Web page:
Award-winning philosopher and foreign policy writer Kwame Anthony Appiah examines questions of honor and societal obligation Tuesday, Feb. 17 in a Lawrence University convocation.

Kwame-Appiah_newsblog
Scholar Kwame Anthony Appiah examines questions of honor and societal obligation in a Feb. 17 Lawrence University convocation.

A professor of philosophy and law at New York University, Appiah presents “A Decent Respect: Honor and Citizenship at Home and Abroad” at 11:10 a.m. in the Lawrence Memorial Chapel. He also will also conduct a question-and-answer session in the Warch Campus Center cinema at 2:30 p.m. Both events are free and open to the public.

Named one of the “Top 100 Global Thinkers” in 2010 by Foreign Policy magazine, the London-born Appiah challenges audiences to consider the big questions: what does it mean to be a citizen of the world?; what is a person’s obligations to others?; should larger obligations always trump concerns for family, friends and local communities?

Cambridge University educated — he earned both his bachelor’s degree and Ph.D. there — Appiah has written extensively on a wide range of topics, from foundations of probabilistic semantics to African and African-American literary and cultural studies.

Included on Forbes magazine’s 2009 list of the world’s “seven most powerful thinkers,” Appiah was honored with the Anisfield-Wolf Book Award for his 1992 book “In My Father’s House.”  Charles Johnson of The New York Times declared it “one of the handful of theoretical works on race that will help preserve our humanity.”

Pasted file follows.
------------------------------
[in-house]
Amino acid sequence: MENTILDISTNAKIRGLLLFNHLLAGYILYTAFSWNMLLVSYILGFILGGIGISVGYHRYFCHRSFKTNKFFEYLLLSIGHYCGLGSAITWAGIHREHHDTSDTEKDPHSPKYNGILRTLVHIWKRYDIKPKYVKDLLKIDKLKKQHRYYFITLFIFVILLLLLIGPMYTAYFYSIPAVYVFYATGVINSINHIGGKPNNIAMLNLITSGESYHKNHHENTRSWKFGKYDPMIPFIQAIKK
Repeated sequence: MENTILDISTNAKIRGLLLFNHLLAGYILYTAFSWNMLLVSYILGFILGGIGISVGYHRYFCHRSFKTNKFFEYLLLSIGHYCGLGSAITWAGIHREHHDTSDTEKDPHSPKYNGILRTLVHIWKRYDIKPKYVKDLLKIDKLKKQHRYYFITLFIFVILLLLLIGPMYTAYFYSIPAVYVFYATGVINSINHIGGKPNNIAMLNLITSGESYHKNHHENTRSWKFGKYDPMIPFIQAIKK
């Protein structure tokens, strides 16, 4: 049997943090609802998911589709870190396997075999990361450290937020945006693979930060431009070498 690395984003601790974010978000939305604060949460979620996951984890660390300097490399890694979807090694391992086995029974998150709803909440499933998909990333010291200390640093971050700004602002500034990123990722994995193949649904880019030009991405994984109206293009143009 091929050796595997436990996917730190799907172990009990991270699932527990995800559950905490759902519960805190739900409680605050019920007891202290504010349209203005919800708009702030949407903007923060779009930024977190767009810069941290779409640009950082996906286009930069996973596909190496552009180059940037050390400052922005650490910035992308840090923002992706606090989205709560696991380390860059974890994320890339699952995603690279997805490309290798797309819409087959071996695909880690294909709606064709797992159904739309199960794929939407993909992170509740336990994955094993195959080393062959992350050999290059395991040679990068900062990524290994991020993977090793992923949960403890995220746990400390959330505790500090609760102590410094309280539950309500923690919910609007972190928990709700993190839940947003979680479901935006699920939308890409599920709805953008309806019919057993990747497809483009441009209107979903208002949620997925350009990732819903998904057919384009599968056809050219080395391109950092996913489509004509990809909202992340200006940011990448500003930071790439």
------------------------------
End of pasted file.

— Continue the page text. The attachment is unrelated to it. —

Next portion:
His 2010 book, “The Honor Code: How Moral Revolutions Happen,” focuses on how human morality is continuously shaped and altered around definitions and traditions of honor.

Appiah has been recognized with dozens of honors and awards, among them the 2011 National Humanities Medal “for seeking eternal truths in the contemporary world,” election to the American Academy of Arts and Sciences and the American Philosophical Society and induction into the American Academy of Arts and Letters.

About Lawrence University
Founded in 1847, Lawrence University uniquely integrates a college of liberal arts and sciences with a nationally recognized conservatory of music, both devoted exclusively to undergraduate education. It was selected for inclusion in the Fiske Guide to Colleges 2015 and the book “Colleges That Change Lives: 40 Schools That Will Change the Way You Think About College.” Engaged learning, the development of multiple interests and community outreach are central to the Lawrence experience. Lawrence draws its 1,500 students from nearly every state and more than 50 countries.